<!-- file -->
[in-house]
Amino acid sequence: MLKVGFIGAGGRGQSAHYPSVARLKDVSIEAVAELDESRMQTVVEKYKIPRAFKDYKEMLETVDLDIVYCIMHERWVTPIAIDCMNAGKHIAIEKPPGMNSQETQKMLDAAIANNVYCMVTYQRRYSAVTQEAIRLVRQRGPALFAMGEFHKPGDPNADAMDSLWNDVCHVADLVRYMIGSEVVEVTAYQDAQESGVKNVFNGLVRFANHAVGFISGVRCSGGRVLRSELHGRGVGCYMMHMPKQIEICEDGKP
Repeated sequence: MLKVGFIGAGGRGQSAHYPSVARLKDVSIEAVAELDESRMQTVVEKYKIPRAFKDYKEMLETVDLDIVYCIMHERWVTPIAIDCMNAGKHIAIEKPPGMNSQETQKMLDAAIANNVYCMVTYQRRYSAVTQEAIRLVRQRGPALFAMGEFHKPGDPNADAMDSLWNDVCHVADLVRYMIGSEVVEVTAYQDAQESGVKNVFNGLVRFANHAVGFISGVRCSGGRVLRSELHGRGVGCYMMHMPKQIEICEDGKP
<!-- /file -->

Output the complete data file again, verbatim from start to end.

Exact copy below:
[in-house]
Amino acid sequence: MLKVGFIGAGGRGQSAHYPSVARLKDVSIEAVAELDESRMQTVVEKYKIPRAFKDYKEMLETVDLDIVYCIMHERWVTPIAIDCMNAGKHIAIEKPPGMNSQETQKMLDAAIANNVYCMVTYQRRYSAVTQEAIRLVRQRGPALFAMGEFHKPGDPNADAMDSLWNDVCHVADLVRYMIGSEVVEVTAYQDAQESGVKNVFNGLVRFANHAVGFISGVRCSGGRVLRSELHGRGVGCYMMHMPKQIEICEDGKP
Repeated sequence: MLKVGFIGAGGRGQSAHYPSVARLKDVSIEAVAELDESRMQTVVEKYKIPRAFKDYKEMLETVDLDIVYCIMHERWVTPIAIDCMNAGKHIAIEKPPGMNSQETQKMLDAAIANNVYCMVTYQRRYSAVTQEAIRLVRQRGPALFAMGEFHKPGDPNADAMDSLWNDVCHVADLVRYMIGSEVVEVTAYQDAQESGVKNVFNGLVRFANHAVGFISGVRCSGGRVLRSELHGRGVGCYMMHMPKQIEICEDGKP